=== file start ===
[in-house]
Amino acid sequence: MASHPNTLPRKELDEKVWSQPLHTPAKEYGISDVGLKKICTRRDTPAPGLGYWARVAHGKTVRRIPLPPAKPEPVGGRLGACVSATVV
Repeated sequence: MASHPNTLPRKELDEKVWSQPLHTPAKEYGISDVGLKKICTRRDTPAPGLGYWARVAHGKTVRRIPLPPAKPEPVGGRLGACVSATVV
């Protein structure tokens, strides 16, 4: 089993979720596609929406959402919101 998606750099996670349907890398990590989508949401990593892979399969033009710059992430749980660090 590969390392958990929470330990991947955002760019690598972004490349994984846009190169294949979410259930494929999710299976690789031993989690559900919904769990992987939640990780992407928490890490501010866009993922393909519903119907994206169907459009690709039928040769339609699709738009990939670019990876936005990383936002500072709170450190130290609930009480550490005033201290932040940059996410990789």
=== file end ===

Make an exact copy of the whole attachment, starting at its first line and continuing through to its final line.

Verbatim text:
[in-house]
Amino acid sequence: MASHPNTLPRKELDEKVWSQPLHTPAKEYGISDVGLKKICTRRDTPAPGLGYWARVAHGKTVRRIPLPPAKPEPVGGRLGACVSATVV
Repeated sequence: MASHPNTLPRKELDEKVWSQPLHTPAKEYGISDVGLKKICTRRDTPAPGLGYWARVAHGKTVRRIPLPPAKPEPVGGRLGACVSATVV
């Protein structure tokens, strides 16, 4: 089993979720596609929406959402919101 998606750099996670349907890398990590989508949401990593892979399969033009710059992430749980660090 590969390392958990929470330990991947955002760019690598972004490349994984846009190169294949979410259930494929999710299976690789031993989690559900919904769990992987939640990780992407928490890490501010866009993922393909519903119907994206169907459009690709039928040769339609699709738009990939670019990876936005990383936002500072709170450190130290609930009480550490005033201290932040940059996410990789």